Tuesday, February 4, 2014

A Moment of Tea and Intrigue

As a child, I often dreamed of being an archaeologist. The idea of hacking my way through the jungle and discovering ruins of an ancient civilization seemed incredibly romantic. I've always been a history buff, to the point that each summer from the time I was 10 or so I'd pick an historical figure or civilization and research them. Cleopatra and ancient Egypt was an obsession that lasted a summer or two. The Roman Empire. The Mayans.

It should come as no surprise that "The Secret Garden" was and is one of my very favorite books. The discovery of something beautiful and precious being brought lovingly back to life is a point of fascination. So, it makes sense that Nudo Darjeeling is a bit of a new obsession for me.

Nurbong Tea Garden. Photo courtesy of Nudo Darjeeling
In a world where there is such a thing as counterfeit cheeses, extra-virgin olive oil and caviar, there is also such a thing as counterfeit Darjeeling. In one company's crusade to combat such, Nudo has come in and partnered with locals to "restore deserted tea gardens which were until now unsustainable, through its Adopt a Tea Garden program. Using biodynamic and organic farming practices, local farmers can now reopen those tea gardens, creating more jobs for the local tea pickers and growers and creating the opportunity for the younger generation to learn the skills that their families have practised for centuries."

It almost feels like a spy novel - young crusaders rally the local tea artisans to combat the greedy and corrupt tea mafia.

Okay, I don't know if there really is a tea mafia, but it could make a pretty cool story....

I was fortunate enough to receive four small tins of Nudo Darjeeling: First Flush, Second Flush, Monsoon and Golden. Don't know much about "flushes?" Don't worry, neither did I. So here's what I found on the About.com website (It's on the internet, so it must be true!):

First of all, "flush" refers to a growing season in Darjeeling. First Flush is typically from mid-March to May. Second Flush is typically from June to mid-August. Third Flush (Golden, in Nudo terms) from October to November.  There can also be "minor flushes" as well, and in this case, Nudo offers a Monsoon Flush between the 2nd and 3rd flush typically during the month of September.

It was rather fun exploring these flushes side by side (Darjeeling purists may shudder at the thought of tasting flushes that may not be from the most recent flush, but I'm enjoying the moment so I'm not at all concerned!)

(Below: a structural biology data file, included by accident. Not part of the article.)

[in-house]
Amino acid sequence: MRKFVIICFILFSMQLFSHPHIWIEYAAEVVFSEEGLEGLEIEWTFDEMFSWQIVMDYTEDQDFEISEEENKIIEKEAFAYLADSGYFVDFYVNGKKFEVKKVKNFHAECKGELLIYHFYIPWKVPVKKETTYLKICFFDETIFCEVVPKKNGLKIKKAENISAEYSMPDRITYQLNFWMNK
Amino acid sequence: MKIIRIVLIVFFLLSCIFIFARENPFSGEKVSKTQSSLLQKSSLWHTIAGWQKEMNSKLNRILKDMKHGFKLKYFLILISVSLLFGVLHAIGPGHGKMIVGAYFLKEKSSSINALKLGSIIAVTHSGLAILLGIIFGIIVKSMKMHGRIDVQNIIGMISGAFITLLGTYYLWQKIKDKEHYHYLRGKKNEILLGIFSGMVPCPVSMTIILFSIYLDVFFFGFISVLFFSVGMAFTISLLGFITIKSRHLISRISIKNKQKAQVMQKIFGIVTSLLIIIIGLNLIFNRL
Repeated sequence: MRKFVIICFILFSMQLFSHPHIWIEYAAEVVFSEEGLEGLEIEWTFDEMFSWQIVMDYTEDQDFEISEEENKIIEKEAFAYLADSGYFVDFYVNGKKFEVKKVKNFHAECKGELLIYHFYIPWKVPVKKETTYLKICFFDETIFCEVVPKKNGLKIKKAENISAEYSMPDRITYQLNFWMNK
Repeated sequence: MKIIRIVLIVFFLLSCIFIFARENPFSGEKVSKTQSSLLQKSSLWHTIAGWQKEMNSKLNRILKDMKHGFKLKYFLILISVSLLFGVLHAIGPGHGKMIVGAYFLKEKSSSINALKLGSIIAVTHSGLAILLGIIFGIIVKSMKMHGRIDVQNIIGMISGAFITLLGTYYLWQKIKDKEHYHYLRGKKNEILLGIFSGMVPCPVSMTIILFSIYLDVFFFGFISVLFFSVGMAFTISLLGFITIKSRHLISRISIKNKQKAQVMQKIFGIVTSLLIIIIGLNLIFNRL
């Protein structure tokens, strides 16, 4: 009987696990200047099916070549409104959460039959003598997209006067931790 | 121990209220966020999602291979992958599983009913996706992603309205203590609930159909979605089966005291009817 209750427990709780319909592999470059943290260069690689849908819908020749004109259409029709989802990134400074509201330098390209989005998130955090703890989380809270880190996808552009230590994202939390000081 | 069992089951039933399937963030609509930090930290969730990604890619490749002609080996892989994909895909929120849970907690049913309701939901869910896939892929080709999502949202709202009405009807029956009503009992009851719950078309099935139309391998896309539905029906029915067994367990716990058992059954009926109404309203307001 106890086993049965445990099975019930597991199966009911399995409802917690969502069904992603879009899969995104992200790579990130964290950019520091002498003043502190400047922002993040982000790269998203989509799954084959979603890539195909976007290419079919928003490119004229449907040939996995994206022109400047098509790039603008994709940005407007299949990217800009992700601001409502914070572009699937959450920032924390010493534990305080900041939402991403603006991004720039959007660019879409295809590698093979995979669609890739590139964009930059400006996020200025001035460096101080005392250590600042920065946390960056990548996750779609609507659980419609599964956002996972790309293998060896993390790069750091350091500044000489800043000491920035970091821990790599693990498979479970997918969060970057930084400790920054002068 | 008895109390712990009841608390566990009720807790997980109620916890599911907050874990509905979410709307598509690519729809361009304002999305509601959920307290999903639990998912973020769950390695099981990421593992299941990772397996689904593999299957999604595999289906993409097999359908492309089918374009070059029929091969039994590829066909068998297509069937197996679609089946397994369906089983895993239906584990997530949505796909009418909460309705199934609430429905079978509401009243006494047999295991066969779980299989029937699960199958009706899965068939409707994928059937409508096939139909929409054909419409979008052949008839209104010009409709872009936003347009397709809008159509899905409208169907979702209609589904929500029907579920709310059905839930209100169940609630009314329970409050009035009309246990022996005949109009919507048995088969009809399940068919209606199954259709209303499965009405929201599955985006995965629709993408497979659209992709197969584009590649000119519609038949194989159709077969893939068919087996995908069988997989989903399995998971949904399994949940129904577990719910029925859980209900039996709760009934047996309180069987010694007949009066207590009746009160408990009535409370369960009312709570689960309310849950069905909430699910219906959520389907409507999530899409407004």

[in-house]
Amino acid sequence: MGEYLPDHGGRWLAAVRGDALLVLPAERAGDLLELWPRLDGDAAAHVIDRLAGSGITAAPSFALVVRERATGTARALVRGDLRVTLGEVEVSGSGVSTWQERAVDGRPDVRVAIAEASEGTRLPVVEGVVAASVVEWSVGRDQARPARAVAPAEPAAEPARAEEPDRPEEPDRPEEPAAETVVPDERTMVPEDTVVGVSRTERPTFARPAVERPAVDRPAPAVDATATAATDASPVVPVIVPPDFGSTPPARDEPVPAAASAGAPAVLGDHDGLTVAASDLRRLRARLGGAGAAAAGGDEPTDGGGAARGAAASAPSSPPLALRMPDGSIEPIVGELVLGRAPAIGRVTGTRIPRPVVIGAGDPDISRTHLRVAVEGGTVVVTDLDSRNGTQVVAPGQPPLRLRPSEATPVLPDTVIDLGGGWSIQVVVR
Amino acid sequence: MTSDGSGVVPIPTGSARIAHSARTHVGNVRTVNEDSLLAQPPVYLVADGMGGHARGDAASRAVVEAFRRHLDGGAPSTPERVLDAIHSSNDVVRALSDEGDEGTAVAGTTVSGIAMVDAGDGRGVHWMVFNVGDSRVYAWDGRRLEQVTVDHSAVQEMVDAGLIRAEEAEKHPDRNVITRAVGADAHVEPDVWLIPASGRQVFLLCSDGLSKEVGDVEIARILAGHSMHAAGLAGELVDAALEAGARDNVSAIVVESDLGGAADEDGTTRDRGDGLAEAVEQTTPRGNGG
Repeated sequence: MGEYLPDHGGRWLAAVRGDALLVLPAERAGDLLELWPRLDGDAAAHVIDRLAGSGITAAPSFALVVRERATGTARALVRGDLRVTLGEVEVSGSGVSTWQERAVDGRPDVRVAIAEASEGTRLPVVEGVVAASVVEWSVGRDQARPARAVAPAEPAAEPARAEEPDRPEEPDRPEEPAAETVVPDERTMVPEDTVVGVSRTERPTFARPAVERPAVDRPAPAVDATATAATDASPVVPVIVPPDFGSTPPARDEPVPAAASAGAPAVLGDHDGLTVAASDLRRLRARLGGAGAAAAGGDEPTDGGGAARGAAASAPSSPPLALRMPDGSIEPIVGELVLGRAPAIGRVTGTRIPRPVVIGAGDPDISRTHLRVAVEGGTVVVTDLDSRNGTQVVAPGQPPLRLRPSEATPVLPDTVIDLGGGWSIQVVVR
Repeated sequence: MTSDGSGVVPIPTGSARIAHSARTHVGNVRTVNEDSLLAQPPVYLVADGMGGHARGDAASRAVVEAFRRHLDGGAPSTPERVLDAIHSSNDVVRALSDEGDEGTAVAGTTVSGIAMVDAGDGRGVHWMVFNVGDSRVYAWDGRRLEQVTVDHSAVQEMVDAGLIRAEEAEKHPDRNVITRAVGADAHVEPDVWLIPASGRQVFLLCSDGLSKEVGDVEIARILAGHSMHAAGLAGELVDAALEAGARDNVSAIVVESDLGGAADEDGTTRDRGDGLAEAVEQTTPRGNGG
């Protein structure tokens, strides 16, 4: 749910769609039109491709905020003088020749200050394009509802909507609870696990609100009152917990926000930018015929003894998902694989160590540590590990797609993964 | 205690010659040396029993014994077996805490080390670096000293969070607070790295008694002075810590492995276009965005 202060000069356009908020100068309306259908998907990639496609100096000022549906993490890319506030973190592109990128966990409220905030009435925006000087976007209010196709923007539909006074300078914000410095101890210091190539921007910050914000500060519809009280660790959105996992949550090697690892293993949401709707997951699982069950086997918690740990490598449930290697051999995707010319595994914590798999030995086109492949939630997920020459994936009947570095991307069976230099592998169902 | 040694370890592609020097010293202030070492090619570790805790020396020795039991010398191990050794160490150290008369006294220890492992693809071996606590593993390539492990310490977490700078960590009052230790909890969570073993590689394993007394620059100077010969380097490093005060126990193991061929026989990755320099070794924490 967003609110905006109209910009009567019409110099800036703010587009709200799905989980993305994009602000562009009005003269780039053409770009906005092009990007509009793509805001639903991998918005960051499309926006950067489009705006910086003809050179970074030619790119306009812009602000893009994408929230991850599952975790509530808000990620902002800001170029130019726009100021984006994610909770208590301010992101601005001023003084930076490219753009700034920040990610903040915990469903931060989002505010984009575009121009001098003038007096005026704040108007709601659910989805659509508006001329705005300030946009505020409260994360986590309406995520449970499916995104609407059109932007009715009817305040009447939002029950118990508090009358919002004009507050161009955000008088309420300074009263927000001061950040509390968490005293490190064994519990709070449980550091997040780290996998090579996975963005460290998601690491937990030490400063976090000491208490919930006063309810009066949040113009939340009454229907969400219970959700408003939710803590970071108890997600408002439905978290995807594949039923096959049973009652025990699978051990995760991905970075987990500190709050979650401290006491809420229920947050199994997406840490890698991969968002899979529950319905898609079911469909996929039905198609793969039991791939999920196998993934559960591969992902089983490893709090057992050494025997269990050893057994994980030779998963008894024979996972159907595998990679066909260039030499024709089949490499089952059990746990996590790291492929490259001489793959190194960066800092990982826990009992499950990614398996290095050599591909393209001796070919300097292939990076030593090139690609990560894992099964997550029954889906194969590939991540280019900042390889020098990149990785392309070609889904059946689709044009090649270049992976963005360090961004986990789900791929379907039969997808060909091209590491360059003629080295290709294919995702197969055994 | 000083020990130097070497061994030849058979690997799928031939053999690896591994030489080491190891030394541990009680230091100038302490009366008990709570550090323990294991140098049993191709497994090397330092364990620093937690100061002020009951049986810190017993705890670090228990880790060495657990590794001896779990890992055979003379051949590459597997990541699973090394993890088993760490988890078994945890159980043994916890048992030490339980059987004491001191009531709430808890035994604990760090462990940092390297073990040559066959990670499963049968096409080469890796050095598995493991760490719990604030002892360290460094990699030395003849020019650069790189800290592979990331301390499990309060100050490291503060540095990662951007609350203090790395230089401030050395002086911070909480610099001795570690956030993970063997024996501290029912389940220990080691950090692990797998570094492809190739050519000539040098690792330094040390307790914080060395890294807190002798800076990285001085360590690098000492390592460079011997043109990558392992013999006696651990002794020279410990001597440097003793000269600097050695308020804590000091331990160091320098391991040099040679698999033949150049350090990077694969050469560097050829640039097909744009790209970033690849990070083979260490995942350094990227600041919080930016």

First Flush:

Two things surprised me about the First Flush: 1. The sunny yellow liquid. I think of Darjeeling as being a strictly black tea, so I expected a more amber tone. 2. Grassiness! Green tea lovers, this may be a fun crossover flush for you. It had a lilt of fresh cut grass and an astringency that I associate more with Japanese green teas. Very intriguing. (And yes, Tea Setter, your lovely Tea Set tray strikes again. I love it!)

Second Flush:

This flush had a smoother flavor and more closely resembled the flavor profile I most often associate with commercial Darjeeling. With just a hint of nuttiness, I again detected a Japanese influence.

Monsoon Flush:

Note the dark amber tones, and it's probably no surprise that this was my favorite. In addition to the color, this had the most robust, serious character and could probably stand up very well to milk and sugar. I drank it too quickly to experiment with that option, though.

Golden Flush:

I also loved this flush, but in a different way. You'll notice the liquid is a little less intense but definitely leaning toward an orange brightness. By the way, the best word to describe this flush is, "bright." The color, the flavor, it has a brightness that the others don't. It also had notes of orange, which made me wonder if this particular flush came from the Sivitar Tea Garden, which is set among orange groves.

Kind of exciting to think I could be a part of the underground tea growers' army, discovering and adopting a tea garden that is being lovingly brought back to life, and supporting a region and a people who I respect and admire. And in return, I get the fruits of their labor: the tea from that garden. Perhaps I'll never uncover a lost civilization, but I can help revitalize a re-emerging one steeped in a rich and embattled history.

Whether for yourself or as a gift for the Tea Lover in your life (Isn't Valentine's Day approaching?), this is one of those rare gifts that truly does keep on giving.

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